A Model for Ministry
Charles E. Hill
Professor of New Testament and Early Christianity Emeritus
Reformed Theological Seminary, Orlando
RTS Chapel, 5 May 2021
Paul, as you will remember, on his third missionary journey had settled and ministered in Ephesus for nearly three years (ca. 54-56). When he left, he travelled by foot to visit churches in Macedonia and Achaia, and then he set sail for Palestine and eventually to Jerusalem. From Miletus on the rugged coast of Asia Minor, Paul summoned the elders from Ephesus, some thirty miles away, to hear him before he embarked. There, in Miletus, Paul delivered his famous charge to the Ephesian elders.
What I’m interested in today is not so much the charge itself — I hope you’ll have many opportunities to hear and contemplate his charge — but rather in the way in which Paul, now looking back, summarizes his three-year ministry in their midst. Particularly for our graduating seniors who are about to enter new fields of ministry, I thought it might be salutary to let Paul’s ministry in Ephesus stand before us as a model to contemplate. Of course, we can only touch on a number of things today. I simply want to note this morning the words he uses to describe his mode of verbal ministry; the way he sums up the content of that ministry of the word; and finally, how he describes the manner in which he carried out it ministry. All these things are very instructive to us.
Paul’s Mode of Communication
In this short speech Paul uses five different words to describe the mode of verbal communication, his oral ministry of the word among them. The variety is interesting and instructive.
- Declare, twice (vv.20, 27 ἀναγγέλλω). This word is often used in contexts where something bold or authoritative is being announced.
- Teach (v.20 διδάσκω). This is a very common word used in the New Testament in many different contexts, much like we use the word “teach.”
- Testify, twice (v.21, 24 διαμαρτύρομαι). This is the strengthened form of the more common word μαρτυρέω, to bear witness. Often this word means to charge or to warn; there might be some such connotation in verse 21, but most likely just an intensification, “to bear witness solemnly.”
- Preach (v.25 κηρύσσω). Again, a common verb used over 60 times in the New Testament.
- Admonish (v.31 νουθετέω). This word can be used for exhortation, in both public and in more private contexts like personal counseling.
The Content of Paul’s Ministry
There are five ways he sums up the content of his ministry of the word among them:
- Verse 20 “declaring to you what was profitable” (συμφέρω. In 1 Cor. 10:23 Paul pairs this word with the word for building up (οἰκοδομέω), where he says “all things are lawful, but not all things are profitable…not all things build up.” Paul didn’t occupy himself “with myths” and Twitter threads or “endless genealogies which promote speculation rather than divine training that is in faith” (1 Tim. 1.4). I’ll come back to this in a moment.
- Verse 21 “testifying of repentance to God and of faith in our Lord Jesus Christ.” Repentance and faith, often called two sides of the same coin. And I think that is right at least in this sense: that in some encounters in Acts, only Paul’s charge to repent is mentioned (as with the Athenians in Acts 17:30-31), and in others, on his charge to believe is (as with the Philippian jailer in Acts 16.31). When only one is mentioned, the other is assumed.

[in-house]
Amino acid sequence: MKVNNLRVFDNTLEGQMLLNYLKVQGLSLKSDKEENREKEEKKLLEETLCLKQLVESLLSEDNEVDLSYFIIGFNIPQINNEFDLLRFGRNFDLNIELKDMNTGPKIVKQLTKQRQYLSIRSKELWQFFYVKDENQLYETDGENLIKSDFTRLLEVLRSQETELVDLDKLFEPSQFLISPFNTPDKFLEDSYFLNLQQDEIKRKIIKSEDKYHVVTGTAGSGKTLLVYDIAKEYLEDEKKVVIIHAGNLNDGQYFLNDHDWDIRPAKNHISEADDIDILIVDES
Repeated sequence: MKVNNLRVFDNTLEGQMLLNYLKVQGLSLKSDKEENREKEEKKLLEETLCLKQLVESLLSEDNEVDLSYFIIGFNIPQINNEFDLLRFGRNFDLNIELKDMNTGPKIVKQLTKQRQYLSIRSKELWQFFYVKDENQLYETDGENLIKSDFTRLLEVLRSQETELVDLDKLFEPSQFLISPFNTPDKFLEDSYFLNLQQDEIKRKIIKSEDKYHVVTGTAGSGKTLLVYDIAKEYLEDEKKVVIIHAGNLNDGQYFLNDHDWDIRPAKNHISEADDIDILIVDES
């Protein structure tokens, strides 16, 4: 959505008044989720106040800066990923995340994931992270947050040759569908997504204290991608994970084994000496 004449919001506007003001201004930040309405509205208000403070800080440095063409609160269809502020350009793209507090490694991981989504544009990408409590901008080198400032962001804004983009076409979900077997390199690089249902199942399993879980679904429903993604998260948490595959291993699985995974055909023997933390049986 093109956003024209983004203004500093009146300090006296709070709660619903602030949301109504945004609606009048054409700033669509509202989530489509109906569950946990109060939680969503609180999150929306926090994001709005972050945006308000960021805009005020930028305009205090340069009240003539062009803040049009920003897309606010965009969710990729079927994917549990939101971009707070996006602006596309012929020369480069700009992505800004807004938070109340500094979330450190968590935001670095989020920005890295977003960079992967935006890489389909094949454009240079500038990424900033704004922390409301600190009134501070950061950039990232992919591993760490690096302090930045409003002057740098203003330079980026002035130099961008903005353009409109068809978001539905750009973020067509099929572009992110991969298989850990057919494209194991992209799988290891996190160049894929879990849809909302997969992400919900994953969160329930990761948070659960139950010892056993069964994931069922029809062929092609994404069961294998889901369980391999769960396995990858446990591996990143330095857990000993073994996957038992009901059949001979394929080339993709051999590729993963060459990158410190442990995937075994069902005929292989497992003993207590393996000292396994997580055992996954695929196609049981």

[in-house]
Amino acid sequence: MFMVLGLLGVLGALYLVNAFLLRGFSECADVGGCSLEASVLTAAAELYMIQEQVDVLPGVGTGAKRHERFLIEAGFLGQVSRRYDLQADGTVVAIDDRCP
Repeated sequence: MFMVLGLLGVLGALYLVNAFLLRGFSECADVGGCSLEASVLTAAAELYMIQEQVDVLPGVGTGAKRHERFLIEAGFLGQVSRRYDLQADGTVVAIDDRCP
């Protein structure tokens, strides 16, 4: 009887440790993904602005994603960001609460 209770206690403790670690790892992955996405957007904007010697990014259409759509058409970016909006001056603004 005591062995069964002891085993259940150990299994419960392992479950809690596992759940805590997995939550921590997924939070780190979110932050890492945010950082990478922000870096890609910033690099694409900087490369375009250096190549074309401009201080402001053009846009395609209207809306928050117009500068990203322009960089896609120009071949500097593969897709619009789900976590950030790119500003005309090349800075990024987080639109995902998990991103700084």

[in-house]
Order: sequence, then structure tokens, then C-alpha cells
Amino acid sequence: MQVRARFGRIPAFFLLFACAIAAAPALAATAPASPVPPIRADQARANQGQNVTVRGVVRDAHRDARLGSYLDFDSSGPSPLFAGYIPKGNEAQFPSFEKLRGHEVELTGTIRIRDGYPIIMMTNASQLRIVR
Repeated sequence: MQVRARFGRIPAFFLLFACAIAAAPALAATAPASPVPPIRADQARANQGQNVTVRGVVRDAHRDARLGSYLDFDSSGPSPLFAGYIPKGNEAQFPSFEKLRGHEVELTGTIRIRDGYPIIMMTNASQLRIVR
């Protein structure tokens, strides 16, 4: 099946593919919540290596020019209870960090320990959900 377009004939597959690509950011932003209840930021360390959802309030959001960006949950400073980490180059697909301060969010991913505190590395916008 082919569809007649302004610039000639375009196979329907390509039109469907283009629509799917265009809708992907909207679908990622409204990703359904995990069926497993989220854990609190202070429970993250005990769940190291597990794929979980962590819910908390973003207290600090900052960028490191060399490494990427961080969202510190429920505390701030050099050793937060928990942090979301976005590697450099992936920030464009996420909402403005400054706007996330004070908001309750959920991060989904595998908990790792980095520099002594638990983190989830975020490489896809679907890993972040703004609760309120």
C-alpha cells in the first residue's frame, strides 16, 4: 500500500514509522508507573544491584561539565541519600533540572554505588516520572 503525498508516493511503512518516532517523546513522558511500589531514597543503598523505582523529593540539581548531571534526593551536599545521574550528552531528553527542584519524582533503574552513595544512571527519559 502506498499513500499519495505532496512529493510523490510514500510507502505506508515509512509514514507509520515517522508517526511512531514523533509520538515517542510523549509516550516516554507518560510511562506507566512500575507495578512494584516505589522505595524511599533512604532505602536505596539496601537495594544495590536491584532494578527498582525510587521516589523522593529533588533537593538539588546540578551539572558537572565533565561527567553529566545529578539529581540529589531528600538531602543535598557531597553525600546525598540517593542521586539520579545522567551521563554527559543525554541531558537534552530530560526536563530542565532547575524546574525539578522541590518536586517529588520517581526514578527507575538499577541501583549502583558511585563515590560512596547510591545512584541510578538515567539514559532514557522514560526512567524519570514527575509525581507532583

As mentioned, Paul uses this word “testify” again in this passage:
- In verse 24, Paul says that the ministry he received from Jesus was to “testify to the gospel of the grace of God.” These two things, testifying “to the gospel of the grace of God” (v.24) and “testifying of repentance to God and of faith in our Lord Jesus Christ” (v.21), are probably mutually explicatory. One of these is God’s doing; the other, our response. And of course, even our right response is the gift of God. The Christian Jews in Jerusalem exclaimed when they heard of Peter’s encounter with Cornelius: “Then to the Gentiles also God has granted repentance unto life” (Acts 11.18). Repentance is a gift of God’s grace.
In his letter to the Ephesians, Paul speaks of “the gospel of your salvation” and explains, “For by grace you have been saved through faith; and this is not your own doing, it is the gift of God – not because of works, lest any man should boast” (Eph. 2.8-9). Faith, too, is a gift.
I think it’s helpful that Paul stresses that he was called to testify to these things; not to engender them. That is the work of God. Even Jesus, when asked by Pilate, “so, you are a king?” answered, “You say that I am a king. For this purpose I was born and for this purpose I have come into the world – to bear witness to the truth. Everyone who is of the truth listens to my voice” (John 18:37).
Perhaps some level of pastoral burnout can be relieved when we rest in the assurance that our calling is simply to testify – it is God who grants repentance and faith. We may plant and water, but it is always God who gives the growth.
- The fourth way Paul describes his word-ministry among the Ephesians is “preaching the kingdom” (v.25). This seems very general, and almost sounds like the casual way we sometimes attach the word kingdom – or gospel – onto something we’re doing to give it a legit Christian flavor. But I think most likely Paul is alluding here to the eschatological character of his preaching – both to Jews (Acts 1.6; 19.8; 28.23) and to Gentiles, like the Athenians (Acts 17.32-33). To the lost, this is mainly manifested in the warning of the coming day of judgment. For believers, who have been “delivered from the domain of darkness and transferred … to the kingdom of his beloved Son” (Col. 1.13), it also includes the present life, as he told the Romans, the kingdom of God consists of “righteousness, and peace and joy in the Holy Spirit (Rom. 14:17).